In Hualien’s Makotaay village, along Provincial Highway 11, where it is home to the Amis people lies Tamorak, Taiwan’s first Amis school. Tamorak was founded in 2015 by former public school teacher, Nakaw, who after witnessing her indigenous students struggle in a public school setting saw the need for a school that not only centered its education on indigenous culture and tradition, but one that is taught in native language knowing that language is the basis of cultural preservation.
After leaving the public sector in 2009, Nakaw committed three years to the Waldorf teacher education program at the Ci-Xin Waldorf School in Yilan. With Waldorf education’s emphasis on nature, the arts, rhymes, storytelling, handwork and crafts, Nakaw found it to be particularly suitable for indigenous youths. Tamorak currently has nine preschoolers and 12 students in the first to fifth grade. Its curriculum is designed to fit every developmental stage while connecting students with nature, their local environment,and everyday living. Five years on, though not without the challenges of teacher and curriculum development, the team continues to strive forward.
For students new to the Tamorak learning environment, parents are invited to participate in everyday activities such as cooking. Parents at the Tamorak choose the school not only for their children to learn the mother tongue, but also for its strong connection to the environment as well as its learnings and exposures to the gifts of nature.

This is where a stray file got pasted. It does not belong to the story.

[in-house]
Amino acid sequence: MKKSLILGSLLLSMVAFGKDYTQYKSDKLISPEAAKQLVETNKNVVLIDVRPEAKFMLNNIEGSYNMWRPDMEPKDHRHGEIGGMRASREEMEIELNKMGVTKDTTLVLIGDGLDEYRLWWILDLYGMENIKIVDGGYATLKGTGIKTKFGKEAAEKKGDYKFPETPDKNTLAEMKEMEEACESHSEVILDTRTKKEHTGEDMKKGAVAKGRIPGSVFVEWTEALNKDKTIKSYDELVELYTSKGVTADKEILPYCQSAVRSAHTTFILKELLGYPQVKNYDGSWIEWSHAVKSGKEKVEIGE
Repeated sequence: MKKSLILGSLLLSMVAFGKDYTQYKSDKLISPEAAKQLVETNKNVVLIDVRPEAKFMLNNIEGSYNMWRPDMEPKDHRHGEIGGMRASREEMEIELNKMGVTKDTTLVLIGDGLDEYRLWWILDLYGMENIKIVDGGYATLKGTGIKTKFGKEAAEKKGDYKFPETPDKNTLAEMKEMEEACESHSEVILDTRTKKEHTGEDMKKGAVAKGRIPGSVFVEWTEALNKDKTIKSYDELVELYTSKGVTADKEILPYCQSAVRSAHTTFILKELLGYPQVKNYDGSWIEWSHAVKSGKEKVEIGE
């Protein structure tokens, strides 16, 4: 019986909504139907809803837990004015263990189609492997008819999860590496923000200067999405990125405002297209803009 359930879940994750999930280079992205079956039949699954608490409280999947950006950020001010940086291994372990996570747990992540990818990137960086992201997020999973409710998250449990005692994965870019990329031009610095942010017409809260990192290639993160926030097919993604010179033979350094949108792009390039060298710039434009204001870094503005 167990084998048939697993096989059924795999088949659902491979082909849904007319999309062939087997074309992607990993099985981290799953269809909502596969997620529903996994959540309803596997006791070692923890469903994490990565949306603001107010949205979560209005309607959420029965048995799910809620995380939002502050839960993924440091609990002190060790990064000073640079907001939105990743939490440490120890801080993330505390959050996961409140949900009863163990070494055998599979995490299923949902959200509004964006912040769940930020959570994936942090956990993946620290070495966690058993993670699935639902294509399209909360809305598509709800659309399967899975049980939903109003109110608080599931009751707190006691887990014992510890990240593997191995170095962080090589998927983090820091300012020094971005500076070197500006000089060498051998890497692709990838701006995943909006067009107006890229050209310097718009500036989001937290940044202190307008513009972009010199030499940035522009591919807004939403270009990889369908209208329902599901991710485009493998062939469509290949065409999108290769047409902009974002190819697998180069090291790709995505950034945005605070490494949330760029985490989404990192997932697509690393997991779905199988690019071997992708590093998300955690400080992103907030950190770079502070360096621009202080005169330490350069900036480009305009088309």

Students at the Tamorak learn culture, language and history through the stories of different tribespeople as well as rhymes. Tribal history, cultural values, important tribal events, and the Austronesian culture are few of the topics covered in class.
During the summer and winter holidays, Nakaw and teachers work hard to enrich the curriculum. To date, they have created over 30 Amis rhymes. They developed innovative courses such as farming to fulfill the needs of the mixed-age classroom which aims to build teamwork and self-reliance in an environment that is loving and accepting. In effort to promote indigenous languages, and in collaboration with artists and professionals, teachers and parents of Tamorak created a series of animated rhymes which were widely shared on the internet.
As students progress, topics will advance from tribal architecture to forest and marine education. In Tamorak’s future, the plan is to not only continue teacher training and the develop of curriculum, but to share teaching resources and serve as a model for indigenous teachers who wish to adopt its vision.
“Tamorak” which means pumpkin in Amis represent growth. Since its beginnings, The Alliance Cultural Foundation (ACF) has supported part of its funding. ACF believes that language plays a significant role in cultural preservation; encouraging youths to speak their native tongue will contribute to the safeguarding of their culture and traditions.